//  Date     : 11 December, 2017                              //
//  Version  : 1.0                                            //
////////////////////////////////////////////////////////////////

#define __PROG_TYPES_COMPAT__
#include <avr/pgmspace.h>
#include <Wire.h>
#include <EEPROM.h>
#include "Adafruit_TCS34725.h"
#include "Final.h"
#include <Configure.h>
#include <FuelGauge.h>
#include <Motor.h>
#include <Packet.h>
#include <Robot3DoTBoard.h>
#include <TB6612FNG.h>
#include <TelecomClass.h>
#include <Watchdog.h>
#include <SparkFun_VL6180X.h>

// Define motor driver pins
#define AIN1 14 // Pro-micro pin 14 (PB3)
#define BIN1 7  // Pro-micro pin 7  (PE6)
#define AIN2 4  // Pro-micro pin 4  (PD4)
#define BIN2 8  // Pro-micro pin 8  (PB4)
#define PWMA 5  // Pro-micro pin 5  (PC6)
#define PWMB 6  // Pro-micro pin 6  (PD7)
#define STBY 9  // Pro-micro pin 9  (PB5)
// Define Encoders
#define LME A0  // Left motor encoder (PF7)
#define RME A1  // Right motor encoder (PF6)
// Define IR proximity sensor using library
#define VL6180X_ADDRESS 0x29
VL6180xIdentification identification;
VL6180x sensor(VL6180X_ADDRESS);
// Define servo pin
#define servo_pin 10  // Pro-micro pin 10 (PB6)

void setup() {
 Serial.begin(115200); //Start Serial at 115200bps
  Wire.begin(); //Start I2C library
  delay(100); // delay .1s
  sensor.VL6180xDefautSettings(); //Load default settings for proximity IR.
  delay(1000); // delay 1s
  // DDRx & PORTx for motor drivers
  DDRD |= (1<<PD4)|(1<<PD7);
  DDRE |= (1<<PE6);
  DDRB |= (1<<PB3)|(1<<PB4)|(1<<PB5);
  DDRC |= (1<<PC6);
  // DDRx & PORTx for Encoders
  DDRF &= ~((1<<PF6)|(1<<PF7));
  PORTF |= (1<<PF6)|(1<<PF7);
  // DDRx & PORTx for Servo
  DDRB |= (1<<PB6);
  // DDRx & PORTx for IR Shield
  DDRF &= ~((1<<PF4)|(1<<PF5));
  PORTF |= (1<<PF4)|(1<<PF5);
  delay(5000);
}

void loop() {
  static bool turn_flag = false;          // turn flag for turns with ModWheels
  static uint8_t type = 0;                // initially outside of the maze
  static uint8_t count1 = 0;              // first counter used
  static uint16_t count2 = 0;             // second counter used
  static myRobot_t ModWheels;             // create an instance of myRobot_t called ModWheels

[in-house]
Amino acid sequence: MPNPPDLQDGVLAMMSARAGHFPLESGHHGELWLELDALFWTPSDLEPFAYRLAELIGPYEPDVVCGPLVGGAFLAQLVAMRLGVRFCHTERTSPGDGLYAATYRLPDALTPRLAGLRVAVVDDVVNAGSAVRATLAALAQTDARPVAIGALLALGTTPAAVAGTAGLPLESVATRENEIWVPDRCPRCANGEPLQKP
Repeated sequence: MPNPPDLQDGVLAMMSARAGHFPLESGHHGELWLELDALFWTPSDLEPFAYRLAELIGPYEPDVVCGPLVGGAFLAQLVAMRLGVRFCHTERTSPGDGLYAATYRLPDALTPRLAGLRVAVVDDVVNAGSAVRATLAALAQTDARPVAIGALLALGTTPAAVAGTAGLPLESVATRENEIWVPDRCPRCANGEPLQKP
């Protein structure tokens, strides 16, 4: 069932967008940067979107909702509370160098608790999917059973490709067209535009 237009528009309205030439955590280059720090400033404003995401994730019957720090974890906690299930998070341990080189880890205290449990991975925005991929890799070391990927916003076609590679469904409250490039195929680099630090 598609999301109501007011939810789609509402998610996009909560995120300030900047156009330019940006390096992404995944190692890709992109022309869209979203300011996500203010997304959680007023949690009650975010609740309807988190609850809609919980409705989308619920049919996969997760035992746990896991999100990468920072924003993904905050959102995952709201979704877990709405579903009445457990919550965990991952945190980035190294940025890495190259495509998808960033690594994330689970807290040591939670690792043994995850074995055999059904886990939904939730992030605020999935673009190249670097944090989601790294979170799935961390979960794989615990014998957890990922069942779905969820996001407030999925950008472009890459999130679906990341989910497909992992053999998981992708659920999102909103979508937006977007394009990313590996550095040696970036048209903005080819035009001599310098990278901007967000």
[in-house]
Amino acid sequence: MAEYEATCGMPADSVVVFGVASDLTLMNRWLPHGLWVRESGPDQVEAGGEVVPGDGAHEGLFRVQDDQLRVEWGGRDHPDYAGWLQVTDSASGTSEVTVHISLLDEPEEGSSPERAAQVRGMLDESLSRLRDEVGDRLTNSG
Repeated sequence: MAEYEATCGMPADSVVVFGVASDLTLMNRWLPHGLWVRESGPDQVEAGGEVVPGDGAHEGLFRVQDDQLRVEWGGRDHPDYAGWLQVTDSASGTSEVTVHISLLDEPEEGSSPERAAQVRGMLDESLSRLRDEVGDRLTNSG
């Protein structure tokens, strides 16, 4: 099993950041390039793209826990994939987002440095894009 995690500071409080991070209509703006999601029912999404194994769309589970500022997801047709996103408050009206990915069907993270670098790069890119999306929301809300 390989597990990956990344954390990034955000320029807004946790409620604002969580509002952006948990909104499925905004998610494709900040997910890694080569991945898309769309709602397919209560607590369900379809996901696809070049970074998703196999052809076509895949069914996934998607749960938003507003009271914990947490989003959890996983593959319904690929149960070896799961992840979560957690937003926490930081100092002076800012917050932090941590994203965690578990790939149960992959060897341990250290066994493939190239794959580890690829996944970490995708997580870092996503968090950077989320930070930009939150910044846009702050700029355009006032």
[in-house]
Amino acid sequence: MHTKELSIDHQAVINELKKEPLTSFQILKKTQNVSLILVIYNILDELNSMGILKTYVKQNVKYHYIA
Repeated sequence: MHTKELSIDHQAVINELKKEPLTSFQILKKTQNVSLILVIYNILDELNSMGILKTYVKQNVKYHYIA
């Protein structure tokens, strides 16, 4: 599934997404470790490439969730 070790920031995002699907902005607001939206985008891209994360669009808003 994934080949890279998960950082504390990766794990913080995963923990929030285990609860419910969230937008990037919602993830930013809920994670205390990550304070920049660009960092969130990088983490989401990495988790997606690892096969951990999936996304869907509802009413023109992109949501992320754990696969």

static sensors_t sensors_inst;          // create an instance of sensors_t called sensors_inst
  static motors_t motors_inst;            // create an instance of motors_t called motors_inst
  static PID_t PID_inst;                  // create an instance of PID_t called PID_inst
  sensors_inst = readSensors(sensors_inst);             // Read sensor values
  PID_inst = PIDcalc(sensors_inst, PID_inst);           // Calculate PID value
  motors_inst = errorCorrection(PID_inst, motors_inst); // Correct for error with motors
  forward(motors_inst);                                 // send new speed to motors to move forward

  // Check if at an intersection
  if ((sensors_inst.IR0 >= 0.92)&&(-sensors_inst.IR1 >= 0.92)){
    if (turn_flag == true){turn_flag = false;go_straight(75);}
    else{
      ModWheels = enterRoom(ModWheels);
      type = roomType(ModWheels);
      ModWheels = whichWay(type, ModWheels);
      if (ModWheels.turn != 0){turn_flag = true;}
    }
  }
}

Final.h

// PID constants
#define Kp 1600
#define Ki 0.5
#define Kd 1600
// Bias speed and angle
#define base_speed 150
#define base_angle 96

struct coord_t{
  uint8_t row = 0x13; // Robot is initially outside of the maze
  uint8_t col = 0x00; // Robot is initially outside of the maze
};

struct myRobot_t{
  uint8_t dir = 0x03;   // Robot is initially facing north
  uint8_t turn = 0x00;  // First action is no turn
  coord_t maze;
  uint8_t room = 0x00;  // Initial room is empty
  uint8_t bees = 0x00;  // No bees present
  uint8_t mode = 0;
};

struct sensors_t{
  float IR0; // Left IR sensor (normalized)
  float IR1; // Right IR sensor (normalized)
};

struct motors_t{
  int16_t leftSpeed = base_speed;   // Initial motor speed: 60
  int16_t rightSpeed = base_speed;  // Initial motor speed: 60
  int16_t servoAngle = base_angle;  // Initial servo angle: 95
};

// Define PID structure
struct PID_t{
  float present = 0;
  float set_point = 0;
  float proportional = 0;
  float integral = 0;
  float derivative = 0;
  int16_t PIDvalue = 0;
  float error = 0;
  float previous_error = 0;
};

const uint8_t hit_table[] PROGMEM =
  {0x08,  // South (dir == 0b00)
   0x02,  // East (dir == 0b01)
   0x04,  // West (dir == 0b10)
   0x01}; // North (dir == 0b11)

//Compass   S     E     W     N
//dir       00    01    10    11
const uint8_t turn_table[] PROGMEM =
          {0b00, 0b01, 0b10, 0b11, // 00 no turn
           0b10, 0b00, 0b11, 0b01, // 01 turn right
           0b01, 0b11, 0b00, 0b10, // 10 turn left
           0b11, 0b10, 0b01, 0b00  // 11 turn around
           };

//  row   col   dir
const int8_t map_table[] PROGMEM =
    {1  ,  0, // 00
     0  ,  1, // 01
     0  , -1, // 10
    -1  ,  0  // 11
    };

const int maze_length = 399;
const uint8_t theMaze[] PROGMEM =
// 00  01   02   03   04   05   06   07   08   09   0A   0B   0C   0D   0E   0F   10   11   12   13   14
{0x05,0x09,0x09,0x09,0x09,0x09,0x01,0x03,0x05,0x09,0x09,0x09,0x09,0x09,0x09,0x09,0x29,0x09,0x09,0x09,0x02,  // 00
 0x0C,0x09,0x09,0x03,0x05,0x09,0x0A,0x06,0x06,0x05,0x09,0x09,0x09,0x09,0x09,0x09,0x09,0x03,0x05,0x03,0x06,  // 01
 0x05,0x09,0x0B,0x06,0x06,0x05,0x09,0x0A,0x06,0x0C,0x09,0x09,0x09,0x09,0x09,0x01,0x0B,0x0C,0x0A,0x06,0x06,  // 02
 0x06,0x0D,0x09,0x0A,0x06,0x06,0x05,0x03,0x0C,0x09,0x09,0x03,0x05,0x09,0x09,0x0A,0x05,0x09,0x09,0x08,0x02,  // 03
 0x06,0x05,0x09,0x09,0x0A,0x06,0x06,0x0C,0x09,0x09,0x09,0x0A,0x0C,0x09,0x09,0x03,0x06,0x05,0x09,0x09,0x0A,  // 04